A reader once complained that she was getting tired of people trying to politicize everything. I agree with her. And I hope we do not waste a lot of time today fixating on politics. Because all of this is leading to a far more interesting point. At least, I find it interesting.

The breakfast conversation went along the lines I would have anticipated. Medical conditions. Brexit. The attempted coup in Gabon. Why Beethoven is considered great.

I do enjoy those joustings. But yesterday turned out to be quite different because we had a new member amongst us. John.

He had fallen into a coma for four years. When he awoke, his memory was a shambles. He could remember events in his early youth and infancy that he is not certain he could access before the coma.

He described his memory of recent years as too often containing pictures in his mind that have combined with a soundtrack from a different year. As if a mischievous film editor had been at work. Both memories are accurate, but they combine in an odd fashion.

His description started an interesting conversation. Scientists know a lot about our bodies -- and next to nothing about our minds. They do know enough, though, that the video analogy used by most people to describe their memory is not an accurate description of memories.

Memories are deconstructed in the mind and require re-assembly. As John's experience would verify. It is why we can remember a person's face, but we cannot locate their name card in our memory file. The two pieces are simply stored in different portions of our memory.

One of my favorite Umberto Eco novels is The Mysterious Flame of Queen Loana. The conceit of the story is that an antiquarian book dealer loses his large portions of his memory because of a stroke.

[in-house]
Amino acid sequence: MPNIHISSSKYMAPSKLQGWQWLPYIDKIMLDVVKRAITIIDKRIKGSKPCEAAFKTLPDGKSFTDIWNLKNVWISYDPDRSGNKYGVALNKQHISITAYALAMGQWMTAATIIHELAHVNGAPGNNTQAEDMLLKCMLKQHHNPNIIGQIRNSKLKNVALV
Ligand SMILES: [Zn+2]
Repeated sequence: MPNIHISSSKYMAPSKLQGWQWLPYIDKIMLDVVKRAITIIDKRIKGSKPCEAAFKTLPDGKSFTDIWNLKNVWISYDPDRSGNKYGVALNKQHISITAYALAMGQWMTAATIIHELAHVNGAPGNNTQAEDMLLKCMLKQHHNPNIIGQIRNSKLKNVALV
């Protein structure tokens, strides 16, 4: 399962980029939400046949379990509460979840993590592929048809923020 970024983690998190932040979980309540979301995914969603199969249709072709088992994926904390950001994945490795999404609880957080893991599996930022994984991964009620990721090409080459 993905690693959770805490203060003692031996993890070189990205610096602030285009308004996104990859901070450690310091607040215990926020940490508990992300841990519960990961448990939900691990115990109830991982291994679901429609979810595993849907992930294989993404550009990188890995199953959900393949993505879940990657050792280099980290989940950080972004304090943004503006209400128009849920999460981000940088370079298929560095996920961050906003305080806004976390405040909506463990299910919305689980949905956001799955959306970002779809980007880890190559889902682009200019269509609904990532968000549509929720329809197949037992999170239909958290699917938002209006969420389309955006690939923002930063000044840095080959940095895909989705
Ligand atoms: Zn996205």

His personal past has been obliterated. He has no memory of his wife, his name, or even his face. But external stimulae cause him to remember historical names and dates, and substantial chunks of Dante, Shakespeare, and T.S. Eliot.

Then, in an attic, he discovers a treasure trove of cultural items he has collected over his life. He hopes that reviewing the items will help him recover his memory.

His project fails. He concludes all he has done is to re-discover the memory of a generation, not his personal memory. A jumble of cultural texts, high and low, simply does not add up to who we are. It is an exercise John has been going through.

That brings me back to that Prince Edward Island t-shirt. It does not reflect who I am, other than the fact that we all use clothing in our attempts to display to the world how we would like to be seen. Similar to Prince Frederick's Bishop of Osnabruck medallion, our costumes certainly do not reflect who we are.

That little t-shirt has a far more important meaning, though, than simply being a prop in The Steve Show. My friends invested a bit of their love in that purchase and then handed it along to me. And I am now the custodian of that piece of our relationship.

Prince Frederick may have been amazed at "what one is." I try to focus more on enjoying people for who they are.